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We meditate. We juice vegetables. We try to stay zen when muscle trucks tailgate us on the 405 freeway. But still, we sometimes lose our spiritual center and find ourselves gripped by the force of external events. It’s not easy to stay calm when it feels like your life is falling apart. There is a Chinese expression “Old Sai loses a horse” that comes from an ancient folk tale.

Old Sai lived in northern China. One day for no reason, his horse ran away. Everyone tried to console him for his bad luck by telling him what a terrible tragedy it was for him to lose his only horse. But all Old Sai said was, "Could be good. Could be bad."

A few months later his horse returned, bringing a gorgeous nomad stallion with her. All the villagers came by to congratulate Old Sai on his good luck. But all Old Sai said was, "Could be good. Could be bad." Everyone admired the new horse, and how much richer it made his household. Old Saiís son was particularly fond of the stallion, but the horse was difficult to ride, and one day the horse threw him, breaking Old Saiís sonís hip. Everyone tried to console him for his bad luck by telling him what a terrible tragedy it was that his son was injured. But all Old Sai said was, "Could be good. Could be bad."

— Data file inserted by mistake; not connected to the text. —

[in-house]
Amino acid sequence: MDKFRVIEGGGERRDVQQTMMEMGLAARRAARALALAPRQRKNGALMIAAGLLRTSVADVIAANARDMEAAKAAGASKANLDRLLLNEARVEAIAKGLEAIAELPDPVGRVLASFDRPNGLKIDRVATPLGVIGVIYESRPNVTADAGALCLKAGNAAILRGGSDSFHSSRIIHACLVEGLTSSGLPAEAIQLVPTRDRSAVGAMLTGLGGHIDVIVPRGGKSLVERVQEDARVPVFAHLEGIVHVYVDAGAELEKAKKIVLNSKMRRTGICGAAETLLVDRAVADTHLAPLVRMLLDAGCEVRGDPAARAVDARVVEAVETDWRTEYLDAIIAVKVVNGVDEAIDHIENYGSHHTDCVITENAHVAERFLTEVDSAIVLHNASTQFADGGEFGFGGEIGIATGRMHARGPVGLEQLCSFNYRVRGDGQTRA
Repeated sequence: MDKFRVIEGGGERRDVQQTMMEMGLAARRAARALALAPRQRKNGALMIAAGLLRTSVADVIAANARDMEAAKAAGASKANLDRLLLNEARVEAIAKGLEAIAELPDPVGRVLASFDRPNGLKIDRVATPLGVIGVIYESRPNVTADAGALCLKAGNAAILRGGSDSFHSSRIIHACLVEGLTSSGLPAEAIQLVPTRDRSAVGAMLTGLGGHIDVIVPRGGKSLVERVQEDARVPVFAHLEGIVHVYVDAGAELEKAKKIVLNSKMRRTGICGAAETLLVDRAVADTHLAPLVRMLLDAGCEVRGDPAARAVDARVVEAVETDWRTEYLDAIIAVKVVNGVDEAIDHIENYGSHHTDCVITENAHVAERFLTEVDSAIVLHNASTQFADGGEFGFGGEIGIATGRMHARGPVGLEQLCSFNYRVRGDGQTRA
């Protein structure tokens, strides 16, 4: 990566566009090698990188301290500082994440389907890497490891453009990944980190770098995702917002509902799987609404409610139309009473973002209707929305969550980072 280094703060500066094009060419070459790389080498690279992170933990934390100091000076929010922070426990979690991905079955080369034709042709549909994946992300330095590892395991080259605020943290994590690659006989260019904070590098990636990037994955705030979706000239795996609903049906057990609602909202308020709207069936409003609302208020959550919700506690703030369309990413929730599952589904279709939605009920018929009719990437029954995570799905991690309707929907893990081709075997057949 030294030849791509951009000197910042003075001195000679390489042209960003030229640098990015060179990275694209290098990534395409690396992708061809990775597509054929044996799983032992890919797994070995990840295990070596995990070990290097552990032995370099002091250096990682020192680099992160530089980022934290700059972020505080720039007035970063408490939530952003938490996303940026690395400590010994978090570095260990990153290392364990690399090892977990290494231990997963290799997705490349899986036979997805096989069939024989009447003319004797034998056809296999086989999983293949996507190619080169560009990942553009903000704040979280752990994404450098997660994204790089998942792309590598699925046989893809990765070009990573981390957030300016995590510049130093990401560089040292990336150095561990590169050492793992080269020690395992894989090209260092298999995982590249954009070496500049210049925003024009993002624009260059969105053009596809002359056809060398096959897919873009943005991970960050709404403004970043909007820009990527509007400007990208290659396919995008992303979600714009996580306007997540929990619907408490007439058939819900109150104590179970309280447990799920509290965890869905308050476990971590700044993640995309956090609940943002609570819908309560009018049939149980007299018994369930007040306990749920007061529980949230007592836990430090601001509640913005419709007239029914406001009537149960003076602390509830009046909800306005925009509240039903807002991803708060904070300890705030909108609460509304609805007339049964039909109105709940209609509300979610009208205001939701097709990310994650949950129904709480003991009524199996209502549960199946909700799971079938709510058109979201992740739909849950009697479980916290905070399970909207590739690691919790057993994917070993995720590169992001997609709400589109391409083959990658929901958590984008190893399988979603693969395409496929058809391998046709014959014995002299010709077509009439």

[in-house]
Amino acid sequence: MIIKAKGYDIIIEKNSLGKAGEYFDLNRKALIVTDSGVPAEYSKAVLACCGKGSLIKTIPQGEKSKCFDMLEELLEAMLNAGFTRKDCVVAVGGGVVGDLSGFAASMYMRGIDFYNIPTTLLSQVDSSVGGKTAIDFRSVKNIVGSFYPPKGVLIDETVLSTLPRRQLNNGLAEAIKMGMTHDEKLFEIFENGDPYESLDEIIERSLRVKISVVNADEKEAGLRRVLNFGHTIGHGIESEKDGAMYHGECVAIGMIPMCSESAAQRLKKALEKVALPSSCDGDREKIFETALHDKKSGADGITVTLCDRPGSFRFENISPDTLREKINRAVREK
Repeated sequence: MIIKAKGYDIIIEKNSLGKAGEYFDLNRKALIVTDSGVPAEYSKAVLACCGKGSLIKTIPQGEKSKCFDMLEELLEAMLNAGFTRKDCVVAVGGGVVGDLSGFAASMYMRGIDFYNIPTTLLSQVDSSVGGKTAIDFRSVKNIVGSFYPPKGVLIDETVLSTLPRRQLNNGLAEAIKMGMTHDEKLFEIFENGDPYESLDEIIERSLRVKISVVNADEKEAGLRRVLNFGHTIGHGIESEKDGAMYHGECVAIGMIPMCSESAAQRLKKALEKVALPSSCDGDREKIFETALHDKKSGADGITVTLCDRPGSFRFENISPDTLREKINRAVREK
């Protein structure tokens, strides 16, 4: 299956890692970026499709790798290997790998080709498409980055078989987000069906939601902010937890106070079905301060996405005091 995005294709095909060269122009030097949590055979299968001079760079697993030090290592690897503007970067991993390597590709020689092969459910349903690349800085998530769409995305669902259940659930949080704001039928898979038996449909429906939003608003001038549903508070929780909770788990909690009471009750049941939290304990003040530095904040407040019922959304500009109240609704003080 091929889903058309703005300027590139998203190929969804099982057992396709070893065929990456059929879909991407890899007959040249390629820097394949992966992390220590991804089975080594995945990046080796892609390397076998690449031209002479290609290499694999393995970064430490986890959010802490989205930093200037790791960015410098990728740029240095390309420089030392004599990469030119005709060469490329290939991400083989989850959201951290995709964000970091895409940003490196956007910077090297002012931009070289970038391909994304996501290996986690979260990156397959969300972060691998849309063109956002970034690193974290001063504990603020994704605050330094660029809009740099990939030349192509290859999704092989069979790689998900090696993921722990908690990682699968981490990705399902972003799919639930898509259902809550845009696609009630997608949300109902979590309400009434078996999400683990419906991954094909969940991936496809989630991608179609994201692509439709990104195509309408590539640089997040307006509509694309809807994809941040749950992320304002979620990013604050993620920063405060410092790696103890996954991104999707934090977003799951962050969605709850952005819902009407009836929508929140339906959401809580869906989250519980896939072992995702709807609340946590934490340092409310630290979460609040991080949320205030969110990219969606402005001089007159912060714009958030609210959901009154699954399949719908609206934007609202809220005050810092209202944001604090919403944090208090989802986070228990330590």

A year later soldiers rode into the village, forcing every able-bodied man in the village to go into battle. Only Old Saiís son remained behind because he could not ride. All the young men of the village died in the battle except Old Saiís son, who remained behind and cared for his father. Could be good. Could be bad.

Could Be Good, Could Be Bad: Staying Calm Through the Chaos
By Tom and Linda Peters


As Spring approaches, we’re thinking of new beginnings. We’re trying to take a more balanced view, to live in the moment but also look at life with the perspective of a Facebook timeline. We’re inspired by the mutual friend who lost his long-time corporate job and felt that all was lost, then landed his dream gig nine months later. Or the distant cousin who suffered through a messy breakup and then met her soulmate in line at Starbucks.  

Maybe our setbacks this year are clearing the way for new growth. During the last twelve months, we’ve dealt with the death of a parent, business losses, plumbing issues, inflammatory illnesses and major surgery. Could be good, but it sure feels bad while you’re in it. But when we find the strength to step back and take a longer view, we can see some of what we’ve gained: increased intimacy, more home-cooked meals, time for creative projects, potentially better health in the future, and the love of a cocky middle-aged Pomeranian who we both adore.

Sure, we’ll wear green on St. Patrick’s Day and wish for good luck, but we’ll also stay open to the idea that our misfortune may not always be what it seems. And when life throws challenges and chaos in the middle of our neat and tidy, feng-shui’d path, we’ll try our best to look at each other, smile and shrug.

Old Sai loses a horse.


Tom and Linda Peters are a married couple who write and speak about new age and healthcare topics. Tom, a composer and GRAMMY® nominated performer, writes new music for classic silent films. Linda is an Ayurveda Wellness Counselor and the author of Way of the Whale, a novel about a trapped orca whale who uses ancient wisdom to transcend the perils of captivity.

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